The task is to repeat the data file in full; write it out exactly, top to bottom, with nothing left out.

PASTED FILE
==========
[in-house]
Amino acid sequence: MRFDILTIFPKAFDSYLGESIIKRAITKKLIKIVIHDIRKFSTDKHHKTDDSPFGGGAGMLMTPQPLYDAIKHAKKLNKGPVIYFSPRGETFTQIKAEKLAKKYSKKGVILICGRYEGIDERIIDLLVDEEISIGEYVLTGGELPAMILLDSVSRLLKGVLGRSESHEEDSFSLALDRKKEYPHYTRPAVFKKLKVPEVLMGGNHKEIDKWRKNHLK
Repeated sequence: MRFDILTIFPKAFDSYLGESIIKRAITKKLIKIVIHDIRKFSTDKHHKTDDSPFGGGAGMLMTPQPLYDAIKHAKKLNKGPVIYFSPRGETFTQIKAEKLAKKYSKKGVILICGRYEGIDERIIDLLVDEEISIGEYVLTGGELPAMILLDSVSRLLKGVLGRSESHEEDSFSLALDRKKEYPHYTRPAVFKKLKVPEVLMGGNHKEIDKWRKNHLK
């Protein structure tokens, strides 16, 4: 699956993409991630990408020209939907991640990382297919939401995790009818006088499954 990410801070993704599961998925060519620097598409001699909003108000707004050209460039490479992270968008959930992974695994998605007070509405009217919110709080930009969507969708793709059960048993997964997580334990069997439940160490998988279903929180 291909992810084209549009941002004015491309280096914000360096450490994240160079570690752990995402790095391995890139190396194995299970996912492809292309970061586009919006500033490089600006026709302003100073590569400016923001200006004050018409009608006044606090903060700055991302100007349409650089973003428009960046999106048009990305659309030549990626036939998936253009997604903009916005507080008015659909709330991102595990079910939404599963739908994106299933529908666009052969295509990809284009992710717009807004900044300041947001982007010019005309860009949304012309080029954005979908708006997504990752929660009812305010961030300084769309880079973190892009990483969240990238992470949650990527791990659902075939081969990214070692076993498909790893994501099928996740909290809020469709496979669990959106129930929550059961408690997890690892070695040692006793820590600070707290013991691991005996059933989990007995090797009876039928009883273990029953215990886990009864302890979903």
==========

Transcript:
[in-house]
Amino acid sequence: MRFDILTIFPKAFDSYLGESIIKRAITKKLIKIVIHDIRKFSTDKHHKTDDSPFGGGAGMLMTPQPLYDAIKHAKKLNKGPVIYFSPRGETFTQIKAEKLAKKYSKKGVILICGRYEGIDERIIDLLVDEEISIGEYVLTGGELPAMILLDSVSRLLKGVLGRSESHEEDSFSLALDRKKEYPHYTRPAVFKKLKVPEVLMGGNHKEIDKWRKNHLK
Repeated sequence: MRFDILTIFPKAFDSYLGESIIKRAITKKLIKIVIHDIRKFSTDKHHKTDDSPFGGGAGMLMTPQPLYDAIKHAKKLNKGPVIYFSPRGETFTQIKAEKLAKKYSKKGVILICGRYEGIDERIIDLLVDEEISIGEYVLTGGELPAMILLDSVSRLLKGVLGRSESHEEDSFSLALDRKKEYPHYTRPAVFKKLKVPEVLMGGNHKEIDKWRKNHLK
């Protein structure tokens, strides 16, 4: 699956993409991630990408020209939907991640990382297919939401995790009818006088499954 990410801070993704599961998925060519620097598409001699909003108000707004050209460039490479992270968008959930992974695994998605007070509405009217919110709080930009969507969708793709059960048993997964997580334990069997439940160490998988279903929180 291909992810084209549009941002004015491309280096914000360096450490994240160079570690752990995402790095391995890139190396194995299970996912492809292309970061586009919006500033490089600006026709302003100073590569400016923001200006004050018409009608006044606090903060700055991302100007349409650089973003428009960046999106048009990305659309030549990626036939998936253009997604903009916005507080008015659909709330991102595990079910939404599963739908994106299933529908666009052969295509990809284009992710717009807004900044300041947001982007010019005309860009949304012309080029954005979908708006997504990752929660009812305010961030300084769309880079973190892009990483969240990238992470949650990527791990659902075939081969990214070692076993498909790893994501099928996740909290809020469709496979669990959106129930929550059961408690997890690892070695040692006793820590600070707290013991691991005996059933989990007995090797009876039928009883273990029953215990886990009864302890979903």